Most employers in Taiwan plan to hire new workers in Q4: poll
Taipei, Oct. 21 (CNA) About 70 percent of employers in Taiwan intend to recruit new workers in the fourth quarter of the year, as the domestic economy seems to be stabilizing amid the country's effective efforts to contain the COVID-19 pandemic, according to the online job bank 1111.
Citing a survey, the job bank said that although the fourth quarter is usually a slow season in the job market, a higher percentage of employers plan to hire in the fourth quarter than they did in the peak second and third quarters, when the ratio was 66 percent and 67 percent, respectively.
Henry Ho (何啟聖), head of the job bank's media center, said local employment was affected by the pandemic in the second and third quarters, and hiring was postponed to the fourth quarter.
In Taiwan, many employees prefer not to change jobs in the fourth quarter of the year, before year-end bonuses are paid, while recruitment usually spikes in the second and third quarters as first-time jobseekers jump into the market, the job bank said.
According to the survey, among the 70 percent employers who are planning to hire in the fourth quarter, those in the construction and property industry seem most eager, as the housing market has been showing signs of improving.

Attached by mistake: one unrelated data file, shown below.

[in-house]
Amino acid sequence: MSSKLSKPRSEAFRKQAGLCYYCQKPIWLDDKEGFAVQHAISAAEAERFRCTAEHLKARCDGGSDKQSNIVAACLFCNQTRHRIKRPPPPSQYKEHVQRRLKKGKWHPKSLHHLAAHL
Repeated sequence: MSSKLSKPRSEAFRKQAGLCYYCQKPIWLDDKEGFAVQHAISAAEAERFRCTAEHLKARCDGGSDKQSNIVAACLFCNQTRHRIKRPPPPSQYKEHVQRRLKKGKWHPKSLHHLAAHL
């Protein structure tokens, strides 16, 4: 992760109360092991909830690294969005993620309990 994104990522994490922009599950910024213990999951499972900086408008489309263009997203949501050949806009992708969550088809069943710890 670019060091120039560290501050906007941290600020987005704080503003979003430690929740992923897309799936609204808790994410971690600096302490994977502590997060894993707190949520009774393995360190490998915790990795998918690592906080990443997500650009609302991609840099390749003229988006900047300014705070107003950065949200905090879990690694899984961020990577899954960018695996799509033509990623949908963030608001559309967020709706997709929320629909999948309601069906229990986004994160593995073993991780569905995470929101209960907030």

In September, transactions of homes, shops, offices and factories in Taiwan rose more than 36 percent from a year earlier to 243,000 units, the job bank said.
The poll also showed that employers in the service sector, in particular restaurant operators, are also keen to recruit new workers, as domestic consumption has been increasing since the government issued NT$50 billion (US$1.72 billion) in stimulus vouchers to citizens in July to help alleviate the economic impact of the pandemic.
In the information and communications technology industry, employers are looking to hire in the fourth quarter, given Taiwan's entry into the 5G era, Ho said.
The emerging technology has created new jobs in a wide range of segments such as semiconductors, small base stations, the Internet of Things, smart machinery and long distance medical care, he said.
While manpower demand is rising, however, 73 percent of employers in Taiwan are worried about finding the right workers for their businesses, according to the poll.
The survey, conducted Oct. 12-16, collected 874 valid questionnaires, the job bank said.
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